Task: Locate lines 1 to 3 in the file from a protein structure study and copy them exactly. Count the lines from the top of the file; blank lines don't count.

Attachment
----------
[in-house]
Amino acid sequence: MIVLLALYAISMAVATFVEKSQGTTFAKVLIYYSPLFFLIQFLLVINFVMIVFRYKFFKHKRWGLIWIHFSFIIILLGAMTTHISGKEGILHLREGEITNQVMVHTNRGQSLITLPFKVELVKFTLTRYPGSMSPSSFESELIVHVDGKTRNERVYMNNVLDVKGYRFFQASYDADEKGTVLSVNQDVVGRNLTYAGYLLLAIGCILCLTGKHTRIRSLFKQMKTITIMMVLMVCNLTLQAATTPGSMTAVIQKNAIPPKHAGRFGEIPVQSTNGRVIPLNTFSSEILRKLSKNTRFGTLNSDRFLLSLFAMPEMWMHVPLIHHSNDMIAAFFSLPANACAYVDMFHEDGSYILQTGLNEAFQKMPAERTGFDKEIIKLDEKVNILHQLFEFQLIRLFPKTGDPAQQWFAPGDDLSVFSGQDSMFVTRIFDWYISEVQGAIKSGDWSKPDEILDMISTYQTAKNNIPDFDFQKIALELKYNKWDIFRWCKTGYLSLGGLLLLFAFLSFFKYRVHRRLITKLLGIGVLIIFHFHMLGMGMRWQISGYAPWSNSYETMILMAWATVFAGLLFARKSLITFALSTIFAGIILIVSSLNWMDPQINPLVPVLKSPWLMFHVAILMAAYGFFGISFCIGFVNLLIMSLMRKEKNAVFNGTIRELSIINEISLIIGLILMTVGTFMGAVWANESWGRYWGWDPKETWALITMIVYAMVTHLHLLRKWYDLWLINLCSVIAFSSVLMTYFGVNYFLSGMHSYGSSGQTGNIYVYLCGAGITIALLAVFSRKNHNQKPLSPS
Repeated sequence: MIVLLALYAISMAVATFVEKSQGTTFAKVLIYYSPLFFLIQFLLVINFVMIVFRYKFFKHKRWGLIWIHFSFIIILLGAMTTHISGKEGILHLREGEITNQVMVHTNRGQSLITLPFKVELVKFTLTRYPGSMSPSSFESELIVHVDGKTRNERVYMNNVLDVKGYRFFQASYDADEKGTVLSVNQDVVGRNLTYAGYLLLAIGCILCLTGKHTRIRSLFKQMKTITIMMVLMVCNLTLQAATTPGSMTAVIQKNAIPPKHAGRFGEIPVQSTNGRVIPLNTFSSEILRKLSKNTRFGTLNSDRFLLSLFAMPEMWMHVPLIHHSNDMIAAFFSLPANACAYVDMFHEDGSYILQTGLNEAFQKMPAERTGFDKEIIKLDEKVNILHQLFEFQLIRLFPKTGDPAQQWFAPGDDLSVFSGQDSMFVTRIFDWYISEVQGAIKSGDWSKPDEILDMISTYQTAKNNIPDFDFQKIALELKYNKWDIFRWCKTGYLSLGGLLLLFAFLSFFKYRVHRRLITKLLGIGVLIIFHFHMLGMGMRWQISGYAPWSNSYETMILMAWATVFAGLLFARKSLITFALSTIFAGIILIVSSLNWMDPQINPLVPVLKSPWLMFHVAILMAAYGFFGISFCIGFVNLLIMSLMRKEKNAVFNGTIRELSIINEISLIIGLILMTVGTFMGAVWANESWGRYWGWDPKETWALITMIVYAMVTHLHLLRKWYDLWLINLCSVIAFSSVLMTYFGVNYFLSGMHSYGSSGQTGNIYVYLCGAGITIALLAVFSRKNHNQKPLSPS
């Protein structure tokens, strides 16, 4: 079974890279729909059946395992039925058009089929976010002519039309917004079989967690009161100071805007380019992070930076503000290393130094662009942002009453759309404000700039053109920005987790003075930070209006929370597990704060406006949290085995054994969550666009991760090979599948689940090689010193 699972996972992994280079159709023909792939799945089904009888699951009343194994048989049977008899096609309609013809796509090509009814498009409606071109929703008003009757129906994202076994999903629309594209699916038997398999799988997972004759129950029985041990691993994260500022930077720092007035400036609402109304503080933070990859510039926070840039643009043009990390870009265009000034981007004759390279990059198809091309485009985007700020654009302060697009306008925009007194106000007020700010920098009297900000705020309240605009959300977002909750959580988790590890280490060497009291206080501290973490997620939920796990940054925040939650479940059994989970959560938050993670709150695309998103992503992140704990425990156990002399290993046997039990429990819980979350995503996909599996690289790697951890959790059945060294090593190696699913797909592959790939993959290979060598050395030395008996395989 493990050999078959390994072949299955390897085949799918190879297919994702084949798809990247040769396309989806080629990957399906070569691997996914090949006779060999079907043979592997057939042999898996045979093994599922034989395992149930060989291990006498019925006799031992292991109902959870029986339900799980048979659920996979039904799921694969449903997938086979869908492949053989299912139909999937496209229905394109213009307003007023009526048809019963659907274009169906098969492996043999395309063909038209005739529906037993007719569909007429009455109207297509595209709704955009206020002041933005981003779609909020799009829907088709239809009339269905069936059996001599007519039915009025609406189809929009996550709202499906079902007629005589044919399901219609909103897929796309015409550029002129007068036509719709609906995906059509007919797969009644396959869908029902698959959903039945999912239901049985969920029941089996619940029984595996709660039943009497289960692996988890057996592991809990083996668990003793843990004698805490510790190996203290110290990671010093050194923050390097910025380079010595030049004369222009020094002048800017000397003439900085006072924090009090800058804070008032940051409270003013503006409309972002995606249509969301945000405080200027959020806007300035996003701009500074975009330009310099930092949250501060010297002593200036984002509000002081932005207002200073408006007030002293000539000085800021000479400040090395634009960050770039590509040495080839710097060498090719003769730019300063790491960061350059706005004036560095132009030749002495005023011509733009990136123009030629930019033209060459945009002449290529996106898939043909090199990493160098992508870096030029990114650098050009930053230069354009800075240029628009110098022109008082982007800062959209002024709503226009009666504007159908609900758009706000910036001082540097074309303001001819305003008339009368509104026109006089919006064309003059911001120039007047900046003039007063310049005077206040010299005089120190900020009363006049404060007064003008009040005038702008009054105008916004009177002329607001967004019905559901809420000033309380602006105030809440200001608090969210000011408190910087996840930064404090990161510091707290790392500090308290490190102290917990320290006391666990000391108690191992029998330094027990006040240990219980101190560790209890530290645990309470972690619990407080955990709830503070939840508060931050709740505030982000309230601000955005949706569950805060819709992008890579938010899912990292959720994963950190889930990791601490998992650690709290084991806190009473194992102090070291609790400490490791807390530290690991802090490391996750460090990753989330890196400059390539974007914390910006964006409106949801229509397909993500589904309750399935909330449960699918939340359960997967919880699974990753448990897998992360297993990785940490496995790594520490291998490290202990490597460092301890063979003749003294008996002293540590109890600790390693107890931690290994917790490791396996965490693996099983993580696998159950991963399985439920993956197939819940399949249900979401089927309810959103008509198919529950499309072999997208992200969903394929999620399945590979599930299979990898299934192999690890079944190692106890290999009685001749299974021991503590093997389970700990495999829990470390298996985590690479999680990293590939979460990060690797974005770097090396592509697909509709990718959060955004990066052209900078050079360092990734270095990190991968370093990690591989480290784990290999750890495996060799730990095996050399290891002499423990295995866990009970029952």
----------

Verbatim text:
[in-house]
Amino acid sequence: MIVLLALYAISMAVATFVEKSQGTTFAKVLIYYSPLFFLIQFLLVINFVMIVFRYKFFKHKRWGLIWIHFSFIIILLGAMTTHISGKEGILHLREGEITNQVMVHTNRGQSLITLPFKVELVKFTLTRYPGSMSPSSFESELIVHVDGKTRNERVYMNNVLDVKGYRFFQASYDADEKGTVLSVNQDVVGRNLTYAGYLLLAIGCILCLTGKHTRIRSLFKQMKTITIMMVLMVCNLTLQAATTPGSMTAVIQKNAIPPKHAGRFGEIPVQSTNGRVIPLNTFSSEILRKLSKNTRFGTLNSDRFLLSLFAMPEMWMHVPLIHHSNDMIAAFFSLPANACAYVDMFHEDGSYILQTGLNEAFQKMPAERTGFDKEIIKLDEKVNILHQLFEFQLIRLFPKTGDPAQQWFAPGDDLSVFSGQDSMFVTRIFDWYISEVQGAIKSGDWSKPDEILDMISTYQTAKNNIPDFDFQKIALELKYNKWDIFRWCKTGYLSLGGLLLLFAFLSFFKYRVHRRLITKLLGIGVLIIFHFHMLGMGMRWQISGYAPWSNSYETMILMAWATVFAGLLFARKSLITFALSTIFAGIILIVSSLNWMDPQINPLVPVLKSPWLMFHVAILMAAYGFFGISFCIGFVNLLIMSLMRKEKNAVFNGTIRELSIINEISLIIGLILMTVGTFMGAVWANESWGRYWGWDPKETWALITMIVYAMVTHLHLLRKWYDLWLINLCSVIAFSSVLMTYFGVNYFLSGMHSYGSSGQTGNIYVYLCGAGITIALLAVFSRKNHNQKPLSPS
Repeated sequence: MIVLLALYAISMAVATFVEKSQGTTFAKVLIYYSPLFFLIQFLLVINFVMIVFRYKFFKHKRWGLIWIHFSFIIILLGAMTTHISGKEGILHLREGEITNQVMVHTNRGQSLITLPFKVELVKFTLTRYPGSMSPSSFESELIVHVDGKTRNERVYMNNVLDVKGYRFFQASYDADEKGTVLSVNQDVVGRNLTYAGYLLLAIGCILCLTGKHTRIRSLFKQMKTITIMMVLMVCNLTLQAATTPGSMTAVIQKNAIPPKHAGRFGEIPVQSTNGRVIPLNTFSSEILRKLSKNTRFGTLNSDRFLLSLFAMPEMWMHVPLIHHSNDMIAAFFSLPANACAYVDMFHEDGSYILQTGLNEAFQKMPAERTGFDKEIIKLDEKVNILHQLFEFQLIRLFPKTGDPAQQWFAPGDDLSVFSGQDSMFVTRIFDWYISEVQGAIKSGDWSKPDEILDMISTYQTAKNNIPDFDFQKIALELKYNKWDIFRWCKTGYLSLGGLLLLFAFLSFFKYRVHRRLITKLLGIGVLIIFHFHMLGMGMRWQISGYAPWSNSYETMILMAWATVFAGLLFARKSLITFALSTIFAGIILIVSSLNWMDPQINPLVPVLKSPWLMFHVAILMAAYGFFGISFCIGFVNLLIMSLMRKEKNAVFNGTIRELSIINEISLIIGLILMTVGTFMGAVWANESWGRYWGWDPKETWALITMIVYAMVTHLHLLRKWYDLWLINLCSVIAFSSVLMTYFGVNYFLSGMHSYGSSGQTGNIYVYLCGAGITIALLAVFSRKNHNQKPLSPS